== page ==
No one recovers from FMS. There is no cure. If someone tells you that they “used to have” FMS, they are mistaken. Their diagnosis was wrong.
You learn to cope with FMS. You learn what your limits are and how to protect your energy. You may have many comorbid conditions such as clinical depression, chronic headaches, irritable bowel syndrome, sleep disturbance, chronic fatigue syndrome, etc. You learn how to deal with each of these conditions. You learn what modalities help you feel better. You learn what drugs help you.
You exercise to the best of your ability without exhausting yourself or your energy. Walking and water exercises are the gentlest. You have a sleep study to determine if you have apnea or if you need sleep aids. You may need narcolepsy drugs to keep you alert at work.
You continue working if at all possible. Studies have been done that show that those who continue working do the best in the long run. Effort on through and keep being active.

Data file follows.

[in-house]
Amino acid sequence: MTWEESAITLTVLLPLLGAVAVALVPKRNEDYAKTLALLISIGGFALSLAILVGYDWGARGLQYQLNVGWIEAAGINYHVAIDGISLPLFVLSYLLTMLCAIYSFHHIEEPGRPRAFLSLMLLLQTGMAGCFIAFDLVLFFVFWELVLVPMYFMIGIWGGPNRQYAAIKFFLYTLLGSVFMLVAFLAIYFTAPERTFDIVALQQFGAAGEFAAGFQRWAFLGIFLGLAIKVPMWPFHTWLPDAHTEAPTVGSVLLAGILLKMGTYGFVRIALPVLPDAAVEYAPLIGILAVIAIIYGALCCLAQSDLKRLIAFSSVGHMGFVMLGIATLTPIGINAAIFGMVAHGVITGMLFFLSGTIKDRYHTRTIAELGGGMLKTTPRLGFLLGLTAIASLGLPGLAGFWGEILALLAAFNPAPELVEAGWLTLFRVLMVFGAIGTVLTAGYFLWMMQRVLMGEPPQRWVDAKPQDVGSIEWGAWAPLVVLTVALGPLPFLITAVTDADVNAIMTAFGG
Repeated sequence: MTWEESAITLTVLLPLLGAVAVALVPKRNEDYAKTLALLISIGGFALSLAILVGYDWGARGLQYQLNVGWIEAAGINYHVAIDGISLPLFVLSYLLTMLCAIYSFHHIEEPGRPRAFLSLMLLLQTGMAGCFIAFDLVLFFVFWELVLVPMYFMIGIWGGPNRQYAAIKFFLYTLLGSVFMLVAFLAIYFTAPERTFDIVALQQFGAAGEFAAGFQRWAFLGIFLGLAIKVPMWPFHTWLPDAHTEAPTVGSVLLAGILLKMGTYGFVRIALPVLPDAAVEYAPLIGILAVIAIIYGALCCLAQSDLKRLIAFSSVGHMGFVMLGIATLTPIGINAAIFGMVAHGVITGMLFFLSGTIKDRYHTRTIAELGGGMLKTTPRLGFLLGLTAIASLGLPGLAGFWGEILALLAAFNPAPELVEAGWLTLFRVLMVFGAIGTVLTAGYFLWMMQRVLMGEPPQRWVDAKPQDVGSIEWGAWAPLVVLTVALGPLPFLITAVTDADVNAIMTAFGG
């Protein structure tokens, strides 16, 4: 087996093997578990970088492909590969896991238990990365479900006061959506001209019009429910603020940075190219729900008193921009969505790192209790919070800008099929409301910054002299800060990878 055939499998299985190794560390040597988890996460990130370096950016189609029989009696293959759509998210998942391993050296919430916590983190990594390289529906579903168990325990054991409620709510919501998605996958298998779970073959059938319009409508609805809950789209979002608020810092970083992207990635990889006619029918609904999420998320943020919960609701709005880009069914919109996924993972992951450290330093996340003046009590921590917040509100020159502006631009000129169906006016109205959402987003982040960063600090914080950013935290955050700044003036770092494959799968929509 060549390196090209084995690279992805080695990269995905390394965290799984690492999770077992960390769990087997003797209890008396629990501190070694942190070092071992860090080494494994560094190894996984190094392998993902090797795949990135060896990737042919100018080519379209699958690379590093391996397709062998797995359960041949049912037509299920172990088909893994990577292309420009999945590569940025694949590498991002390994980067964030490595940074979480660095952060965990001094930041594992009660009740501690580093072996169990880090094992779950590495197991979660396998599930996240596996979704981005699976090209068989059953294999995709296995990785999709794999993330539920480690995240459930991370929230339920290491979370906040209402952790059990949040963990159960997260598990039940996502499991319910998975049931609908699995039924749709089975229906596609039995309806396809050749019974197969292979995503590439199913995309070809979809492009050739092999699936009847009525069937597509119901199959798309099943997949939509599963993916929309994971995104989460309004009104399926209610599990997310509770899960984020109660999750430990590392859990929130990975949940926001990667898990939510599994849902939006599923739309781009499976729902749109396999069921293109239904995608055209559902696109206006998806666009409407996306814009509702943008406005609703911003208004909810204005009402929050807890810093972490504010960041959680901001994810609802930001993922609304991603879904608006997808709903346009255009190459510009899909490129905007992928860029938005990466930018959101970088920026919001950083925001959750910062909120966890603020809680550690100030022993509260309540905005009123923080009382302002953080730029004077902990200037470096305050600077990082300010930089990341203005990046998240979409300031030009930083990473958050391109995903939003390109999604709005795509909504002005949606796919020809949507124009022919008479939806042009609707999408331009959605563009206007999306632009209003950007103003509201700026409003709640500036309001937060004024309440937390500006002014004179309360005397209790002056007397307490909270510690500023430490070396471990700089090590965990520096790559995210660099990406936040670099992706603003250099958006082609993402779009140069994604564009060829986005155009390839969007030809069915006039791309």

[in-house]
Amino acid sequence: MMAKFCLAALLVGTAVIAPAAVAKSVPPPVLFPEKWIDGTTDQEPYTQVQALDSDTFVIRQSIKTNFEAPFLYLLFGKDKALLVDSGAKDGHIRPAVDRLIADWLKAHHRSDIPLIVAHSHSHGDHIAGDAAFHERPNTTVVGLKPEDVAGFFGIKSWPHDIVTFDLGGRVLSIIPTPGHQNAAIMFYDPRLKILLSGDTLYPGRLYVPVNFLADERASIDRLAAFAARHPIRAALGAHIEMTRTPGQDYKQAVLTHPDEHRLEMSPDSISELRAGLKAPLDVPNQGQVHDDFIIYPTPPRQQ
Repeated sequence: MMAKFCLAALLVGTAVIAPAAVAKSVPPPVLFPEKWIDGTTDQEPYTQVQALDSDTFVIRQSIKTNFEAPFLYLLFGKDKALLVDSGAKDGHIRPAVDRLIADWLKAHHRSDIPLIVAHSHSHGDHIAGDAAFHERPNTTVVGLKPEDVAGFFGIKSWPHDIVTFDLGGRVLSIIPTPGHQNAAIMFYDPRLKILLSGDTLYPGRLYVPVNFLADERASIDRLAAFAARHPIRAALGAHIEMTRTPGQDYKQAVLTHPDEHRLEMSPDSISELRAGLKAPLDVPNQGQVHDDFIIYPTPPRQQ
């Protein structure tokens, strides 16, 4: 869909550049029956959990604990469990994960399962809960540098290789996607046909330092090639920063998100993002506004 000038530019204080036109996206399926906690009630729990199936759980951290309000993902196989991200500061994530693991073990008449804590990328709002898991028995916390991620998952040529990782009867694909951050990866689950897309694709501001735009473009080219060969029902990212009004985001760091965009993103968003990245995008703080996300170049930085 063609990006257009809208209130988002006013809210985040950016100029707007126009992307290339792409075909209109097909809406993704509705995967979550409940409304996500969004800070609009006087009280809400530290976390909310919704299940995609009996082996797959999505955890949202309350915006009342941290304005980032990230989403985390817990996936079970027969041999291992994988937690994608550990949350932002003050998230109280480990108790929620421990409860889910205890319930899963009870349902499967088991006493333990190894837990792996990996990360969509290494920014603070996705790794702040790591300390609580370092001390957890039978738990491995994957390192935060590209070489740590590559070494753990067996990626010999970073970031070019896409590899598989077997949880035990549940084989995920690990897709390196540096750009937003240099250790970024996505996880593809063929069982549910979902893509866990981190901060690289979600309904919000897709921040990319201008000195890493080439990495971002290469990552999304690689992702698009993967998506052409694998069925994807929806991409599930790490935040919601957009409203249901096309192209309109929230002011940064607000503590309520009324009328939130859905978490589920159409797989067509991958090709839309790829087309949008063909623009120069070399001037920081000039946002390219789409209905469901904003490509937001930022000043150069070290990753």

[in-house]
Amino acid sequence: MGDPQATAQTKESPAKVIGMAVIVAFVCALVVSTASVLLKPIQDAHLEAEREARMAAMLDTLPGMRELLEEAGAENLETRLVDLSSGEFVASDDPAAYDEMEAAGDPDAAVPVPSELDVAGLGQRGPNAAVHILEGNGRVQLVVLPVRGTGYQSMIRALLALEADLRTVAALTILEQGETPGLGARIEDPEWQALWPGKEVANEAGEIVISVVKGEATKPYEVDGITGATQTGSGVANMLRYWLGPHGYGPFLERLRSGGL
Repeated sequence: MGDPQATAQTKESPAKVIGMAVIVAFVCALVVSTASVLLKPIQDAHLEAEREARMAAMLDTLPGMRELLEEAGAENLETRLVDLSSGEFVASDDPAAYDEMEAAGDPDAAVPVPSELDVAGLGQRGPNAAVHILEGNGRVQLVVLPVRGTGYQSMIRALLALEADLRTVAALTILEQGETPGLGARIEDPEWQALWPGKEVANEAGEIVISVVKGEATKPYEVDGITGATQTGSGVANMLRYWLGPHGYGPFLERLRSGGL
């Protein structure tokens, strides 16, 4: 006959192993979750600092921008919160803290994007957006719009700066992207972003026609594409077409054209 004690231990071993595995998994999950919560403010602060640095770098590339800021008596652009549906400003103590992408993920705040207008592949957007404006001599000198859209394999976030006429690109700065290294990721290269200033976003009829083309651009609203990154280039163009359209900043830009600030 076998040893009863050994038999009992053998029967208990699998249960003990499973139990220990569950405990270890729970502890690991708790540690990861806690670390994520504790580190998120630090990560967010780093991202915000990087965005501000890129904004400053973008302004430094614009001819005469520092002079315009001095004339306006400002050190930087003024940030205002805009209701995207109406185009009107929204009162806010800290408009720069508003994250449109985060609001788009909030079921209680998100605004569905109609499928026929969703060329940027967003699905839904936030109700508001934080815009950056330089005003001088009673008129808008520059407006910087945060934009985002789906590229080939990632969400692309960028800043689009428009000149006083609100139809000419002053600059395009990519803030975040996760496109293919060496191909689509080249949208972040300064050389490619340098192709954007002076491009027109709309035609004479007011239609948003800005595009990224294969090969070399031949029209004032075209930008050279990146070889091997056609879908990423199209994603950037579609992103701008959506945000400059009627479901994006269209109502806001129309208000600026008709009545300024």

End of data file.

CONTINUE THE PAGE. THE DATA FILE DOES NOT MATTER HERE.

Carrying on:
FMS does go into remission from time to time. Enjoy it while it lasts. Stress or injury can trigger flares. Retirement helped me a lot! Less stress and time to rest led to a reduction in pain and fatigue. I’m no longer plagued by chronic fatigue.
Constantly read about FMS and about strides being made in diagnosis and treatment. Stay up to date on the current FMS news. Also, read Lyme Disease materials. The symptoms are very similar.
Persevere! For another perspective on what we face, read about the “spoon theory”. The author of this piece has MS, not FMS, but her coping method works for us also.